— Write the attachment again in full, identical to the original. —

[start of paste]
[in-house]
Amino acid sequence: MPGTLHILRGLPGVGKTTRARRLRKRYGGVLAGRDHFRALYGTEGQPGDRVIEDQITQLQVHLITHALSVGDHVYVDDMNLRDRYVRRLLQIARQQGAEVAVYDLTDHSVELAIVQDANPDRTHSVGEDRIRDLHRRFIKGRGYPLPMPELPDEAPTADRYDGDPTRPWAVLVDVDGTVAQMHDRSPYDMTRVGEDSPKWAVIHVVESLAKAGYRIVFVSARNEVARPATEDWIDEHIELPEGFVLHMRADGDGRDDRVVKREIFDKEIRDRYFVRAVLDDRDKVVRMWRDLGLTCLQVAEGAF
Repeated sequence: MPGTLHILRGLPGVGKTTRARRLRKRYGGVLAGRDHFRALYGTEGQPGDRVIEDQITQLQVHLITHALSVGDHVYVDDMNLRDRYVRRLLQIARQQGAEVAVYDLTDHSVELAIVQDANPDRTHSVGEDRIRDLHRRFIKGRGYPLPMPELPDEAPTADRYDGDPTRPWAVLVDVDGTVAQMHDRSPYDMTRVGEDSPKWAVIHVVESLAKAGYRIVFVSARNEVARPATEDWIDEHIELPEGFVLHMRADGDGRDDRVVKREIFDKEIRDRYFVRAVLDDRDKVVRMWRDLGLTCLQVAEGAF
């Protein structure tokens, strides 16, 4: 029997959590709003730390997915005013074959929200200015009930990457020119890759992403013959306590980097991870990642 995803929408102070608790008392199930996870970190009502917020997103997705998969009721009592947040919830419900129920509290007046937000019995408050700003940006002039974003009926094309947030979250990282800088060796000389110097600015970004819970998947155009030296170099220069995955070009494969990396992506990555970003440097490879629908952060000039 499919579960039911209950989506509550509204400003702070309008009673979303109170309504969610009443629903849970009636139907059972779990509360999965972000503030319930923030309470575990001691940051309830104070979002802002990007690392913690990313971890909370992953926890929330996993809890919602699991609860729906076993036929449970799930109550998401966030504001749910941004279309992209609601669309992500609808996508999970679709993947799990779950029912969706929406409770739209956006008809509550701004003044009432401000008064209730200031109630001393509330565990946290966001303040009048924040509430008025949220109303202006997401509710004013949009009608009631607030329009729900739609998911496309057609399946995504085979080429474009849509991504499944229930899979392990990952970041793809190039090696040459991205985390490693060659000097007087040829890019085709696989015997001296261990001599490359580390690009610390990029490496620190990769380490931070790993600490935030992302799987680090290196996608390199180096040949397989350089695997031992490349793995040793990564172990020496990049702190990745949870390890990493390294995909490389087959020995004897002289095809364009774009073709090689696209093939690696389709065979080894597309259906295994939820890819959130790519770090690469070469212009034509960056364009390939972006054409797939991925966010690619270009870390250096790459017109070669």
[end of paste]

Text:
[in-house]
Amino acid sequence: MPGTLHILRGLPGVGKTTRARRLRKRYGGVLAGRDHFRALYGTEGQPGDRVIEDQITQLQVHLITHALSVGDHVYVDDMNLRDRYVRRLLQIARQQGAEVAVYDLTDHSVELAIVQDANPDRTHSVGEDRIRDLHRRFIKGRGYPLPMPELPDEAPTADRYDGDPTRPWAVLVDVDGTVAQMHDRSPYDMTRVGEDSPKWAVIHVVESLAKAGYRIVFVSARNEVARPATEDWIDEHIELPEGFVLHMRADGDGRDDRVVKREIFDKEIRDRYFVRAVLDDRDKVVRMWRDLGLTCLQVAEGAF
Repeated sequence: MPGTLHILRGLPGVGKTTRARRLRKRYGGVLAGRDHFRALYGTEGQPGDRVIEDQITQLQVHLITHALSVGDHVYVDDMNLRDRYVRRLLQIARQQGAEVAVYDLTDHSVELAIVQDANPDRTHSVGEDRIRDLHRRFIKGRGYPLPMPELPDEAPTADRYDGDPTRPWAVLVDVDGTVAQMHDRSPYDMTRVGEDSPKWAVIHVVESLAKAGYRIVFVSARNEVARPATEDWIDEHIELPEGFVLHMRADGDGRDDRVVKREIFDKEIRDRYFVRAVLDDRDKVVRMWRDLGLTCLQVAEGAF
């Protein structure tokens, strides 16, 4: 029997959590709003730390997915005013074959929200200015009930990457020119890759992403013959306590980097991870990642 995803929408102070608790008392199930996870970190009502917020997103997705998969009721009592947040919830419900129920509290007046937000019995408050700003940006002039974003009926094309947030979250990282800088060796000389110097600015970004819970998947155009030296170099220069995955070009494969990396992506990555970003440097490879629908952060000039 499919579960039911209950989506509550509204400003702070309008009673979303109170309504969610009443629903849970009636139907059972779990509360999965972000503030319930923030309470575990001691940051309830104070979002802002990007690392913690990313971890909370992953926890929330996993809890919602699991609860729906076993036929449970799930109550998401966030504001749910941004279309992209609601669309992500609808996508999970679709993947799990779950029912969706929406409770739209956006008809509550701004003044009432401000008064209730200031109630001393509330565990946290966001303040009048924040509430008025949220109303202006997401509710004013949009009608009631607030329009729900739609998911496309057609399946995504085979080429474009849509991504499944229930899979392990990952970041793809190039090696040459991205985390490693060659000097007087040829890019085709696989015997001296261990001599490359580390690009610390990029490496620190990769380490931070790993600490935030992302799987680090290196996608390199180096040949397989350089695997031992490349793995040793990564172990020496990049702190990745949870390890990493390294995909490389087959020995004897002289095809364009774009073709090689696209093939690696389709065979080894597309259906295994939820890819959130790519770090690469070469212009034509960056364009390939972006054409797939991925966010690619270009870390250096790459017109070669």